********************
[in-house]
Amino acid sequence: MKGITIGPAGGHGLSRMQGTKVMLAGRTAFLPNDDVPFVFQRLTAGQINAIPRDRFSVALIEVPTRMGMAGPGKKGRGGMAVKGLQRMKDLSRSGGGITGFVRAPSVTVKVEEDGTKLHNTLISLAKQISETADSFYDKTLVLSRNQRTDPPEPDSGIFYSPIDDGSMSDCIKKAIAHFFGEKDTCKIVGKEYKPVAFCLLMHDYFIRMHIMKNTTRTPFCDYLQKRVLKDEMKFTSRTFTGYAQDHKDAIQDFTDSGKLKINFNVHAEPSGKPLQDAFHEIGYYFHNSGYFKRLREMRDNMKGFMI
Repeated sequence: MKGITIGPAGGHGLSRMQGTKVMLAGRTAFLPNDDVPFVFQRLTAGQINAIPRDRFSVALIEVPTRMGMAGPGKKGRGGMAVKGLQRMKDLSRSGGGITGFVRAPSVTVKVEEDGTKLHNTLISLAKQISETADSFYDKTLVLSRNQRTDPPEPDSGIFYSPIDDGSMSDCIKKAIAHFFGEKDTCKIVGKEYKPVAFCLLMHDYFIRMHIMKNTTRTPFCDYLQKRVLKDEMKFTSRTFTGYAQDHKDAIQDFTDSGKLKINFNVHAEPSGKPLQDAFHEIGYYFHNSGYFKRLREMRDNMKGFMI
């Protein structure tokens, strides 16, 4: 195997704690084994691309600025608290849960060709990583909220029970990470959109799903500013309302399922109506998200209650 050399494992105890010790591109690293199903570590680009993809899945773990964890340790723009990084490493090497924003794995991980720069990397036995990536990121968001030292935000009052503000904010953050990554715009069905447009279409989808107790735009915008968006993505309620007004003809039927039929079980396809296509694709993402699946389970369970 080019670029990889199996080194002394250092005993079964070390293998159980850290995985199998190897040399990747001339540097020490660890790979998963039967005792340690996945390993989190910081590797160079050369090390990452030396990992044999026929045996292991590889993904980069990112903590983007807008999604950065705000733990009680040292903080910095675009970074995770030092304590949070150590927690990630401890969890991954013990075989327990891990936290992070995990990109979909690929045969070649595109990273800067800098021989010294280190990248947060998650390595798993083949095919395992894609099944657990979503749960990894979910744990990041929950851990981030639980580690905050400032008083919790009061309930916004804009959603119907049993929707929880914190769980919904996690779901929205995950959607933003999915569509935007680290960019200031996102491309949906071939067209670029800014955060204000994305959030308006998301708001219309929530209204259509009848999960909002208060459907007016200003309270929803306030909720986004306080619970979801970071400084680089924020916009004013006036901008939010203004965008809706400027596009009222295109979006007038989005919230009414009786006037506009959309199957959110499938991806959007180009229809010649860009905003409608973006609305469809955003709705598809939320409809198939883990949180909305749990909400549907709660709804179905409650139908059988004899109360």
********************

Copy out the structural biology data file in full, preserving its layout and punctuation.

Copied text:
[in-house]
Amino acid sequence: MKGITIGPAGGHGLSRMQGTKVMLAGRTAFLPNDDVPFVFQRLTAGQINAIPRDRFSVALIEVPTRMGMAGPGKKGRGGMAVKGLQRMKDLSRSGGGITGFVRAPSVTVKVEEDGTKLHNTLISLAKQISETADSFYDKTLVLSRNQRTDPPEPDSGIFYSPIDDGSMSDCIKKAIAHFFGEKDTCKIVGKEYKPVAFCLLMHDYFIRMHIMKNTTRTPFCDYLQKRVLKDEMKFTSRTFTGYAQDHKDAIQDFTDSGKLKINFNVHAEPSGKPLQDAFHEIGYYFHNSGYFKRLREMRDNMKGFMI
Repeated sequence: MKGITIGPAGGHGLSRMQGTKVMLAGRTAFLPNDDVPFVFQRLTAGQINAIPRDRFSVALIEVPTRMGMAGPGKKGRGGMAVKGLQRMKDLSRSGGGITGFVRAPSVTVKVEEDGTKLHNTLISLAKQISETADSFYDKTLVLSRNQRTDPPEPDSGIFYSPIDDGSMSDCIKKAIAHFFGEKDTCKIVGKEYKPVAFCLLMHDYFIRMHIMKNTTRTPFCDYLQKRVLKDEMKFTSRTFTGYAQDHKDAIQDFTDSGKLKINFNVHAEPSGKPLQDAFHEIGYYFHNSGYFKRLREMRDNMKGFMI
């Protein structure tokens, strides 16, 4: 195997704690084994691309600025608290849960060709990583909220029970990470959109799903500013309302399922109506998200209650 050399494992105890010790591109690293199903570590680009993809899945773990964890340790723009990084490493090497924003794995991980720069990397036995990536990121968001030292935000009052503000904010953050990554715009069905447009279409989808107790735009915008968006993505309620007004003809039927039929079980396809296509694709993402699946389970369970 080019670029990889199996080194002394250092005993079964070390293998159980850290995985199998190897040399990747001339540097020490660890790979998963039967005792340690996945390993989190910081590797160079050369090390990452030396990992044999026929045996292991590889993904980069990112903590983007807008999604950065705000733990009680040292903080910095675009970074995770030092304590949070150590927690990630401890969890991954013990075989327990891990936290992070995990990109979909690929045969070649595109990273800067800098021989010294280190990248947060998650390595798993083949095919395992894609099944657990979503749960990894979910744990990041929950851990981030639980580690905050400032008083919790009061309930916004804009959603119907049993929707929880914190769980919904996690779901929205995950959607933003999915569509935007680290960019200031996102491309949906071939067209670029800014955060204000994305959030308006998301708001219309929530209204259509009848999960909002208060459907007016200003309270929803306030909720986004306080619970979801970071400084680089924020916009004013006036901008939010203004965008809706400027596009009222295109979006007038989005919230009414009786006037506009959309199957959110499938991806959007180009229809010649860009905003409608973006609305469809955003709705598809939320409809198939883990949180909305749990909400549907709660709804179905409650139908059988004899109360």